Learning 2 Bake, from Scratch – V

No new recipe for this one. This is the Orange Cake recipe from Part III and the Cream Cheese frosting from Part IV.

What has changed?

  • New non-stick 9-inch cake pans. I didn’t put parchment paper on the bottom of the not non-stick pans on the third attempt and it was an adventure trying to get the cakes out of the pans – even though I had floured them. The second attempt was done in a single non-stick cake pan (also spray-greased and floured) – I don’t know the size and I’m not going to measure it, right now – and it dropped out without a problem, so I had high hopes, which turned out to be justified.
  • Trick for dealing with the uneven oven heat: Put a cookie sheet on the lowest rack and back the cake two levels above. I used the large double-walled sheet, which nearly covers the entire rack. A glass sheet was recommended to me, but I had never before heard of such a thing and most definitely do not have one. A pizza stone would probably work, too, but I also do not have one of those.
  • Trick for dealing with domed cakes: Wrap a band around the cake pan so that the edges do not bake faster than the middle. These are sold, but I used the DIY version of a damp paper towel wrapped in aluminum foil.
  • I took pictures.

With just a bit more ado, this is mise en place part one:
[The ado: I can live with “confectioner’s sugar”, but “mise en place” seems ridiculously pretentious for “getting your shit together, first.” Unfortunately, I don’t know a good English equivalent. Unlike “rendezvous” and “meeting” or “restaurant” and “eatery”, we seem to have just stolen the French phrase.]

Almost out of SwansDown and the store only had King Arthur, so violating the recipe branding. I also have no canola oil and that giant jug of corn oil, so it will just have to suffice.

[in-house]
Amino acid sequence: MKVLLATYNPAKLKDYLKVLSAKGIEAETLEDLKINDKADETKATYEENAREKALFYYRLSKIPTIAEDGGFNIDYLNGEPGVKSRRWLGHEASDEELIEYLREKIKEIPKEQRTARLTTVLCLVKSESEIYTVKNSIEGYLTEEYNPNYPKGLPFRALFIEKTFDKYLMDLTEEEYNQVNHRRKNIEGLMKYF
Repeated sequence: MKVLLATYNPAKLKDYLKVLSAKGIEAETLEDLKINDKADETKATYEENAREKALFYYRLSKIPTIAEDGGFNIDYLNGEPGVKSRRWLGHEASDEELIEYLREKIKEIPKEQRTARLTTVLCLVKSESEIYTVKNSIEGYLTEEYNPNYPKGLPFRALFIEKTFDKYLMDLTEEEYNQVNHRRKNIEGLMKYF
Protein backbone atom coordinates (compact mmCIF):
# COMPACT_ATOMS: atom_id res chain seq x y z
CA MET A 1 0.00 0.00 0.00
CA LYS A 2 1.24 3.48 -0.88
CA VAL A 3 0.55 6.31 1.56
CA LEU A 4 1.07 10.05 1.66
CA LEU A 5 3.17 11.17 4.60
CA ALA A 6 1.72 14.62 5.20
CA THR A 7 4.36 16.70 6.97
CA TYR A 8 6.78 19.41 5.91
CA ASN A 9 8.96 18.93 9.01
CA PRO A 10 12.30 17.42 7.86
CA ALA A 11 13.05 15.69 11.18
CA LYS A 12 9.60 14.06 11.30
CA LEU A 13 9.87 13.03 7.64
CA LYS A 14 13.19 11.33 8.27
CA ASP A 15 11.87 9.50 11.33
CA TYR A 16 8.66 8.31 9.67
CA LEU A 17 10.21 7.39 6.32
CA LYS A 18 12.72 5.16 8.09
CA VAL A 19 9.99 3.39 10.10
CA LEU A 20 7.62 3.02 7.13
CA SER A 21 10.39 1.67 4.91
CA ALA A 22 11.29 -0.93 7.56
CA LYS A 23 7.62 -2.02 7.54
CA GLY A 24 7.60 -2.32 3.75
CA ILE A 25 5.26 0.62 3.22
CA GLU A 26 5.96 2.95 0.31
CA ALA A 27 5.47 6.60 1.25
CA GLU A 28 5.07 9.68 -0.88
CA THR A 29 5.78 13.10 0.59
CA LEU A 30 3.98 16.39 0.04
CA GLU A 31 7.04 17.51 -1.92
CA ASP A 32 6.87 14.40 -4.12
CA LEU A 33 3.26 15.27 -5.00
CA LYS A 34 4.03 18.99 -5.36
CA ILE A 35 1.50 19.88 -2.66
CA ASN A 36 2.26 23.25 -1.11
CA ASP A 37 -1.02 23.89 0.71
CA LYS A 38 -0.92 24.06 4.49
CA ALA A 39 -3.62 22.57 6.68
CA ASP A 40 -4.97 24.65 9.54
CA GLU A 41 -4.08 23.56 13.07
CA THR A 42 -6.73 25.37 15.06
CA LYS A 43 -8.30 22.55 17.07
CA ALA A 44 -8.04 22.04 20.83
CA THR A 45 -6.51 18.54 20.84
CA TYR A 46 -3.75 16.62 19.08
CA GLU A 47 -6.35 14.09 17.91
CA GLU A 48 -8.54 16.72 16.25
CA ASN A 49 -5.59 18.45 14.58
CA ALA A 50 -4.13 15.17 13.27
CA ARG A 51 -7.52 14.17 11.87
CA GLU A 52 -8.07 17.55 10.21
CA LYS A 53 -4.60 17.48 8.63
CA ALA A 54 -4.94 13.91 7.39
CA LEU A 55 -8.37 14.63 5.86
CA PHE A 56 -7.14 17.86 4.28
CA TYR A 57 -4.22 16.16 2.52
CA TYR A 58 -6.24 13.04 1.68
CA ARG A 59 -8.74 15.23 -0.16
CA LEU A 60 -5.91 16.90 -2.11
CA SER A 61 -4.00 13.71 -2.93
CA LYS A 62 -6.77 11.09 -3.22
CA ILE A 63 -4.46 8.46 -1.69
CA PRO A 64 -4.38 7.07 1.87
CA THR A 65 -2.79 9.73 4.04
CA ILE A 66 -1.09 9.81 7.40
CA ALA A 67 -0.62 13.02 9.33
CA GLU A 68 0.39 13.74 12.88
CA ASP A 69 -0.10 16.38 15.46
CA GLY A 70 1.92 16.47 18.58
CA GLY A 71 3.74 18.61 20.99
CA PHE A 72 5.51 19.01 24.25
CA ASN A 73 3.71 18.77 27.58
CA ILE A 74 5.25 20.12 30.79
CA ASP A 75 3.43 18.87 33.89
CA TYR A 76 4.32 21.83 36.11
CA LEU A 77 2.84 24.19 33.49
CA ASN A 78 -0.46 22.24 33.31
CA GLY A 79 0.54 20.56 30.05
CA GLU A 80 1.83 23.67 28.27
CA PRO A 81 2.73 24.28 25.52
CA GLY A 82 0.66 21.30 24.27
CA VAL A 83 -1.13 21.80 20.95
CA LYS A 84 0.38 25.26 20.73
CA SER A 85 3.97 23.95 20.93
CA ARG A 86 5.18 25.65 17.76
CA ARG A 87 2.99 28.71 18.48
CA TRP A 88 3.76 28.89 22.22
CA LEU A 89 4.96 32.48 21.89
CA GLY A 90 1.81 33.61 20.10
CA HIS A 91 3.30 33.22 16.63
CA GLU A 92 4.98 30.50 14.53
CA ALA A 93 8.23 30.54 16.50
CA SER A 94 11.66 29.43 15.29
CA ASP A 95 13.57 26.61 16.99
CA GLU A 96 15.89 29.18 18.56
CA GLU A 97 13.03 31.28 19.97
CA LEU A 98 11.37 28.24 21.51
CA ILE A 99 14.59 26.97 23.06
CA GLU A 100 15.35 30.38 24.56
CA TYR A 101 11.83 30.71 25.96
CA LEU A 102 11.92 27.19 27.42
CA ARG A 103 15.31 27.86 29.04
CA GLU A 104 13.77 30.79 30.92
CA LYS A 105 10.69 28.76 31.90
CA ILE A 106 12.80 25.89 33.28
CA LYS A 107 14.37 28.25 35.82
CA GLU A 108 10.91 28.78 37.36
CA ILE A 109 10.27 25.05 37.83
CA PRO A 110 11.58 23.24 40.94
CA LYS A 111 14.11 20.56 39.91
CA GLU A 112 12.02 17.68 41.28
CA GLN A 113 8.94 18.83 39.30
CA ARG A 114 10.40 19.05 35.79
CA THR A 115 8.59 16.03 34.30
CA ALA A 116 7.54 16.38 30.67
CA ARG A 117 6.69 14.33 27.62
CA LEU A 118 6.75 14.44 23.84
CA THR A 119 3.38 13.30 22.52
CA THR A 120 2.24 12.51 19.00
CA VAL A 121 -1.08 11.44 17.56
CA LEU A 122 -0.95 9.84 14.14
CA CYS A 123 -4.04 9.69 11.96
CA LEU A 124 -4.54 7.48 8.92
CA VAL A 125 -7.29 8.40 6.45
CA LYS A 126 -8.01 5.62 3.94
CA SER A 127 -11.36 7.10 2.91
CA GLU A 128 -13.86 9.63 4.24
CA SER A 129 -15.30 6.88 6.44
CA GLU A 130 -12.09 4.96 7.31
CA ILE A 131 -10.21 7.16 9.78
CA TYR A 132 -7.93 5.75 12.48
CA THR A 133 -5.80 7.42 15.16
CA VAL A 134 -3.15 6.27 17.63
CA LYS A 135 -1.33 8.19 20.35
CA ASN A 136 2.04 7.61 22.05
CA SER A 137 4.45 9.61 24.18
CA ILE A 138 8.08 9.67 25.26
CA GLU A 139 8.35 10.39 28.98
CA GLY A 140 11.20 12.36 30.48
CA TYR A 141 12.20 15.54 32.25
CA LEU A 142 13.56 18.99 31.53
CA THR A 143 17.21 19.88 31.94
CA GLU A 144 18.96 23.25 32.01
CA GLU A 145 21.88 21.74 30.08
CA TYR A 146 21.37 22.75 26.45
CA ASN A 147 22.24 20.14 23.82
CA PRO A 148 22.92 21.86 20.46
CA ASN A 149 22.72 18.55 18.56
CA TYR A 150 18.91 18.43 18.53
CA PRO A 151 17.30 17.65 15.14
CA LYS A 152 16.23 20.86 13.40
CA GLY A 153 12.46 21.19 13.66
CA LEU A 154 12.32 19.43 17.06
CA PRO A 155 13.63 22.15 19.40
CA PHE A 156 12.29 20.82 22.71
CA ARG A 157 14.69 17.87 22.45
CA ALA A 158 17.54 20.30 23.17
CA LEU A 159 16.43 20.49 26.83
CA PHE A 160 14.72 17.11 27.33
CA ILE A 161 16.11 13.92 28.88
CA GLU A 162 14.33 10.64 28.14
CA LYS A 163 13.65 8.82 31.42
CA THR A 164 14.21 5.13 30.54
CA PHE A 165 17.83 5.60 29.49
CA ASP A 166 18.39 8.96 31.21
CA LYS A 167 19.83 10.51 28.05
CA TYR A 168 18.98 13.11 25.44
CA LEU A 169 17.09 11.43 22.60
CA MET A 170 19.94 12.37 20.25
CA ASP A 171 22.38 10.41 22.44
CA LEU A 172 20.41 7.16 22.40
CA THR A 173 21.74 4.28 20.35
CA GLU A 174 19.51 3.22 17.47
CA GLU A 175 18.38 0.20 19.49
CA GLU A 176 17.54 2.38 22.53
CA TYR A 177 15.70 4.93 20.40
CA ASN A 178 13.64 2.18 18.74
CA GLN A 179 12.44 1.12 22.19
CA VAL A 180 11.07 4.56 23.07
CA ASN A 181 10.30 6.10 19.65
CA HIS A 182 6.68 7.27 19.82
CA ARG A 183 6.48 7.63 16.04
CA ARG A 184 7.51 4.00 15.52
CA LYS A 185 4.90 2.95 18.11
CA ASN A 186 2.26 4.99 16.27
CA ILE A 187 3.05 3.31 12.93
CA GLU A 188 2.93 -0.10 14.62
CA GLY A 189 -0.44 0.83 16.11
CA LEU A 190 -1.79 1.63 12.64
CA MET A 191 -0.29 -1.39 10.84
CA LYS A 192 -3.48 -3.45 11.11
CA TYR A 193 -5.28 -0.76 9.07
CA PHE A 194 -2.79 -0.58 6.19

Yep, I have all the ingredients. Next, measure it all for mise en place part two:

Note the orange zest in there with the eggs.

Put the sugar in the dry ingredients, first, so its weight doesn’t de-sift the flour. The egg whites are in the mixing bowl with the cream of tartar (it doesn’t seem to hurt to add it before beating them). Start the egg whites beating, then do the mixing by hand because it’s very wet and a mixer will fling it everywhere. Why, yes, I did do that, why do you ask? Then fold the egg whites in and pour into the pans.

If you look carefully, you can see the aluminum foil bands around the pans, which only appear oval because of the handles on the side. I was very happy to see I didn’t have to worry about them rising over of the sides and despoiling my clean oven (and if you believe my oven is clean, I have this bridge…).

Woo hoo! Although with changing three things at once, one does wonder if all three changes were necessary. I waited for them to come out of the oven before starting the frosting, since they do need to cool. The frosting mise en places: (Anyone want to supply the French plural in the comments?)

Why, yes, I do shop at Sam’s club and get seven pounds of powdered sugar at a time (and four pounds of butter).

The heaping cups are by-design since the marmalade (in the mixing bowl in this picture) adds liquid. (May I be happy that I’m using two different beaters in one day? What a baker I am!). Turn the mixer on and start dumping things in. Here we are ready to frost:

As you can see, the frosting is a little runny and just a bit of cake stuck to the pans. These are also not exactly vertical and the bands have the side-effect of the cake pulling away from the sides as it bakes, too. But, close enough! I want to eat some! But first, the money shot:

A slightly thicker frosting or a bit of trimming would have allowed me to have a smoother side, but this is a VAST improvement over the drunken ziggurat. I’m not entering this in a contest and there are more cakes to come upon which to practice.

Orange Cake victory is declared!

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